Um...... Who is the boss here??????????? Who pays for the food, the vet
bills, the cozy bed??????????????????? That's who should be in charge.
You may allow the dog to stop and sniff or piddle.... WHEN YOU WANT IT
TO DO SO. Yes, I'm yelling. Good grief.....
This young twit should walk without pulling on the leash, and you should
not need pull on the leash to keep him near and moving with you.
If there is pullin' goin' on, both of you need a GOOD basic obedience
class. (NOT one at a chain pet store.) Ask the staff at your vet clinic
who teaches a good class. Sign up for the next one. It'll probably
start in either Jan. or March. One hour a week of class for 6 to 10
weeks, depending on what is taught in the basic class, with a few
minutes of practice daily at home. The course should present walking on
a short loose leash (NOT the same as "heel", which is precision work
that comes much later), sit, down, come, stay, wait, and right, left and
about turns, as a bare minimum.... and maybe stand...
Prices will vary, often depending on the rental cost of the location of
classes.... Kennel clubs have volunteer instructors from among their
members; people with experience of training their own dogs for
precision work in competition and more informal stuff for daily life,
have normally apprenticed under more experienced instructors before
assigned a class of their own. Private instructors with credentials from
NADOI, APDT, and one other group with a string of letters, have to know
what they are doing to get those credentials. "Certified" trainers,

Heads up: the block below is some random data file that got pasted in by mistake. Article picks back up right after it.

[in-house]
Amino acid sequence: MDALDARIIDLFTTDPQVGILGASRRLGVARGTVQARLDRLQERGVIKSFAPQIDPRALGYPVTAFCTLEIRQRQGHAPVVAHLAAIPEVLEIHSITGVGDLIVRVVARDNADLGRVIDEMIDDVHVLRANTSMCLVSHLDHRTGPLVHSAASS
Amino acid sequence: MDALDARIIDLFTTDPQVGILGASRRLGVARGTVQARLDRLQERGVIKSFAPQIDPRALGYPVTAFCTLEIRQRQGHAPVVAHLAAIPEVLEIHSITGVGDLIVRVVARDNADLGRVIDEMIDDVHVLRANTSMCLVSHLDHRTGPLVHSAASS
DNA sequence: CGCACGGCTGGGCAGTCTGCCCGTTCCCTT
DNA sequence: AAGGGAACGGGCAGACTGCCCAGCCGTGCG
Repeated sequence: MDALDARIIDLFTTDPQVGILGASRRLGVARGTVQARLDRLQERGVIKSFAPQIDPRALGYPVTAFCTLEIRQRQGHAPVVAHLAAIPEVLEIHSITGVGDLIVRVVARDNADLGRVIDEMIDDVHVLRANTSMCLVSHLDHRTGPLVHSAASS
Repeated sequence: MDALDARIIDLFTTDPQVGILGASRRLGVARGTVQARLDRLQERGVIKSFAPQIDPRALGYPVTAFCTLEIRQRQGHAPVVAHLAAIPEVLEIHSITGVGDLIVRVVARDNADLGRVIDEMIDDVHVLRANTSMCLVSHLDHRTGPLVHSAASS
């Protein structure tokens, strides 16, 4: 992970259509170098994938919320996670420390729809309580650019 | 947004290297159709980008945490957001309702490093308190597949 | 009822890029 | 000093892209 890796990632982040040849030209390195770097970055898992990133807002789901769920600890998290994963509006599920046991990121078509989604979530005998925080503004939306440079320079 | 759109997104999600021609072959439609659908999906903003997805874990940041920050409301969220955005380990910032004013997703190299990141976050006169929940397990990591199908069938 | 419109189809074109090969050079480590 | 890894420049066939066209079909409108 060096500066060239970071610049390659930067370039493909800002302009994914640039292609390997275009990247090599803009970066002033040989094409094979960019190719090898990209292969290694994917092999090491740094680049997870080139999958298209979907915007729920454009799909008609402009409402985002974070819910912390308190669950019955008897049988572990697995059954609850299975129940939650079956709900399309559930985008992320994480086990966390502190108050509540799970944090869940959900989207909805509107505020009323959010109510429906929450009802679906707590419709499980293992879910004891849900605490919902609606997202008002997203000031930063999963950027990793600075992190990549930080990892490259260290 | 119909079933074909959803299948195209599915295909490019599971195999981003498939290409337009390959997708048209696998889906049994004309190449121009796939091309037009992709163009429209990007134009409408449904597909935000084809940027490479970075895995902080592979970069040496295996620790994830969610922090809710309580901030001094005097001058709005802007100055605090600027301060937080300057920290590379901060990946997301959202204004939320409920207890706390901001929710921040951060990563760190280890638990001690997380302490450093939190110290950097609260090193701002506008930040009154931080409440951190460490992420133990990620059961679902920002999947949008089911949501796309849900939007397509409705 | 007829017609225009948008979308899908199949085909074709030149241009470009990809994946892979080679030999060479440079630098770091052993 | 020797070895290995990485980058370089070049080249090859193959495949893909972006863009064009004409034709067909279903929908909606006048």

with no further explaination usually got certified by PetsMart (yeh....)
or some 6 month shake-and-bake "trainers school".... and are likely
doing work of very uneven quality. Those teaching at chain pet stores
generally lack supervised experience and have no problem solving
preparation..... I've seen them reading to their classes from the
chain's trainers book..... Instructors without organization credentials
may have obedience, agility or field training titles, and can be
excellent..... ASK! Many of them taught first in the club system.
Now... to address the problem. Treats. Heard of those? Nice smelly
PupPeroni, string cheese, hot dog.... held right in front of pup's nose
when the twit thinks it's appropriate to stop or dawdle. Nose follows
food..... Mouth gets food after a few yards. Without you stopping.
Only use the food when he's stopped or lagging, not when he's happily
coming along with you.... not ahead, not behind. With.
And, oh, by the way, you can teach this little twit to stay near your
side and not pulling by frequent offerings of food..... not stopping to
treat..... not every ten yards.... If you Also use a very happy,
high-pitched voice to praise him with each award of goody, soon your
voice will be sufficient reward.... maybe with a nice touch under his
chinnie-chin-chin. Keep the hand with the treat Near your body. NEVER
reach out to give the treat; he has to come and get it or be right in
the right position to get it while moving. If he's not.... too bad....
Want a fun game? Teach him to catch a treat that you've tossed
underhand. Or teach him to catch one you've spit out at him (at your
side or facing you very close....). Those big yellow cheese puff balls
or unsalted popcorn are easily seen and a bit slower (float in the air
more slowly) than the usual treats, for the learning phase. No rush to
teach this.... take your time. It's a trick at first. Comes in handy
during later training. His eye-mouth coordination has to develop with
practice..... You weren't a major league catcher your first year in
Little League, either.